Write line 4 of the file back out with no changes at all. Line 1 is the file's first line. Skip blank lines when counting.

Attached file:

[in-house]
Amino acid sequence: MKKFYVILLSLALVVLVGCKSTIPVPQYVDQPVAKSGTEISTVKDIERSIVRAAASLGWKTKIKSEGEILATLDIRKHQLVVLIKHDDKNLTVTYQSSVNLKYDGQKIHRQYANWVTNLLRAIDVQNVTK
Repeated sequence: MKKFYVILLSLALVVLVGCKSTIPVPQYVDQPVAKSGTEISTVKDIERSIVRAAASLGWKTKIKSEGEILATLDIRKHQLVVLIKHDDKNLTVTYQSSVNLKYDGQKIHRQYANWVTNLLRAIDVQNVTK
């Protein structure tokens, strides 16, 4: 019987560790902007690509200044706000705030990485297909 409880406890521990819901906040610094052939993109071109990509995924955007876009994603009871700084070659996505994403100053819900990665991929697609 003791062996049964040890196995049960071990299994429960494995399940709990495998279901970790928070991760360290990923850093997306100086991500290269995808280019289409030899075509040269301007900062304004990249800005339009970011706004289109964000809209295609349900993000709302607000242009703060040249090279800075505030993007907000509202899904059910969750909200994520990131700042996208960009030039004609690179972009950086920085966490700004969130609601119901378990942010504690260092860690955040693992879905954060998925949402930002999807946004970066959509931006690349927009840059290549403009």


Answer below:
């Protein structure tokens, strides 16, 4: 019987560790902007690509200044706000705030990485297909 409880406890521990819901906040610094052939993109071109990509995924955007876009994603009871700084070659996505994403100053819900990665991929697609 003791062996049964040890196995049960071990299994429960494995399940709990495998279901970790928070991760360290990923850093997306100086991500290269995808280019289409030899075509040269301007900062304004990249800005339009970011706004289109964000809209295609349900993000709302607000242009703060040249090279800075505030993007907000509202899904059910969750909200994520990131700042996208960009030039004609690179972009950086920085966490700004969130609601119901378990942010504690260092860690955040693992879905954060998925949402930002999807946004970066959509931006690349927009840059290549403009």